Electricity has not yet reached Great Village in any general way, but folks believe it is not too far in the future, that soon the village will become illuminated in this way. Oil lamps still provide the principal lighting for all homes and businesses, but the Hill brothers have set up their own generation system to run the new refrigerators they recently installed, and they are talking about establishing an electric light company to supply the village with this modern convenience. They say that the only way for farmers and businessmen to advance is to have access to electricity, that the larger towns and cities have been electrified for some years now, and the village needs to be as progressive. T.D. Blaikie agrees and is keen to get a steady supply of electricity for the creamery. Several farmers in the village have built windmills to help in the operation of their farms, but the Hill brothers say that only a central generating station will be economical.(5)

Indeed, the advent of refrigeration is a new convenience looked on with much interest not only by business, but also by the housewives in the village. Cold cellars and ice houses are the norm, but during the hot dry summers ice is a scarce commodity. What cook wouldn’t want to have at her fingertips a machine to keep produce, milk and butter cold. Mr. Ralph Smith has been at Hill’s store regularly these days examining the new refrigerators and considering the possibility of getting similar ones set up at the Elmonte House.

These new machines, means of communication and sources of power are impressive in themselves, but the most amazing advances in this modern age is transportation. For short distances folks still rely on their trusty horse and wagon, and cyclists are seen wheeling around the village in large numbers during warm summer days. The vast distances are given to steam ships and locomotives. Train travel is the most popular and quickest way to cross the Dominion, and the wonderful huge ocean liners take travellers to the far reaches of the world.(6) However, two upstart modes of transportation seem to be pressing themselves on people everywhere. Some say automobiles and aeroplanes will not replace ships and trains, but others say don’t be so sure.

Horseless carriages and flying machines have been around for decades, but with the coming of the new century inventors of all description have been experimenting and advancing the technology at a great rate. Already folks are choosing automobiles to travel not just around town, but even long distances. Motoring is becoming so common many don't give automobiles a second glance.(7) Mr. Bell and a number of engineers in Canada and the United States have been experimenting with flying machines of all descriptions. The flight of the Silver Dart in Cape Breton in 1909 stunned the world, coming as it did a mere six years after the Wright Brothers historic flight experiment at Kitty Hawk. For certain, Nova Scotia is in the forefront of aviation advance. The pilot of the Silver Dart was J.A.D. McCurdy, one of our brave men now fighting in France. He set a number of flying records before the war called him to duty overseas. His expertise as a pilot is being well used by the Empire.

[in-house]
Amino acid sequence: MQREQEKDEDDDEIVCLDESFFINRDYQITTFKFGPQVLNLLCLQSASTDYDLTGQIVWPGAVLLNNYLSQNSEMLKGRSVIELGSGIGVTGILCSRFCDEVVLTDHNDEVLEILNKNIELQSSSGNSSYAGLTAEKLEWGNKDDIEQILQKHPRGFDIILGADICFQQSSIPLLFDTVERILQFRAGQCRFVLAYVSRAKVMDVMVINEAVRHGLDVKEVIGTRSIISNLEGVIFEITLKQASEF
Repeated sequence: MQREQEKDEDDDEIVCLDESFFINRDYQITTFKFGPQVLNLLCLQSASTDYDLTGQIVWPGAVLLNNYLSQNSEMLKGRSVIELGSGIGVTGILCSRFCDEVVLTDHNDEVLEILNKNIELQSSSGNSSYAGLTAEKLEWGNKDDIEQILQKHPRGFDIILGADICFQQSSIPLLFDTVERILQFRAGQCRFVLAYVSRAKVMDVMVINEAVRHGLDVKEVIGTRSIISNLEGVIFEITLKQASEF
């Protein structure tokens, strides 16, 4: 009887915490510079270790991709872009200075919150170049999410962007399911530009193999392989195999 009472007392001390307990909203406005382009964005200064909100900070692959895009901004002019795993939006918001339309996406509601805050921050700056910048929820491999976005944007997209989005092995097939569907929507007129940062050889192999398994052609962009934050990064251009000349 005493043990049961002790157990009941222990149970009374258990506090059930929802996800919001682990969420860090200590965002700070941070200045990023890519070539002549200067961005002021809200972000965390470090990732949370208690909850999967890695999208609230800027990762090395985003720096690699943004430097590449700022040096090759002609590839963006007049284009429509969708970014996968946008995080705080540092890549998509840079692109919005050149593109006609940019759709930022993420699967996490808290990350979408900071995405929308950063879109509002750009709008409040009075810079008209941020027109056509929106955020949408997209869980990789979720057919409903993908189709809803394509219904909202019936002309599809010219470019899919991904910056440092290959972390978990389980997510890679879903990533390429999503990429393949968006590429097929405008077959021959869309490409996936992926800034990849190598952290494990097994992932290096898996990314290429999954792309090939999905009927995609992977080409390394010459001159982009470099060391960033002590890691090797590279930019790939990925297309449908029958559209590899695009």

The Silver Dart, Baddeck, N.S.

The war has brought into focus the benefits and necessity of motorized transportation on land and in the air. Trucks and automobiles are being used as supply vehicles and ambulances. Motorcycles have appeared and are proving to be an efficient mode of transportation for couriers to and from the front. In the air, dirigibles fill the skies over the trenches in France, for reconnaissance and as bombers. So, too, are aeroplanes increasingly used for both these purposes. The newspapers carry more and more accounts of terrifying air battles and many young Nova Scotian men are learning how to fly these amazing machines in the midst of combat.(8)

Many folks read the newspapers with both sadness and wonder these days, learning about the ultimate sacrifice many of Canada’s brave young men are making for King and Country, and learning about the amazing advances which are taking place, pushed forward by the demands of the war. For some people change is happening too fast, for others, not fast enough. On this day in Great Village, as the first day of summer dawns, evidence of the strong traditions of a close-knit community and the march of progress in a bustling town exist side by side, the balance tips back and forth. Only time will tell where the scales will finally settle.(9)

Modern technology for writers

Notes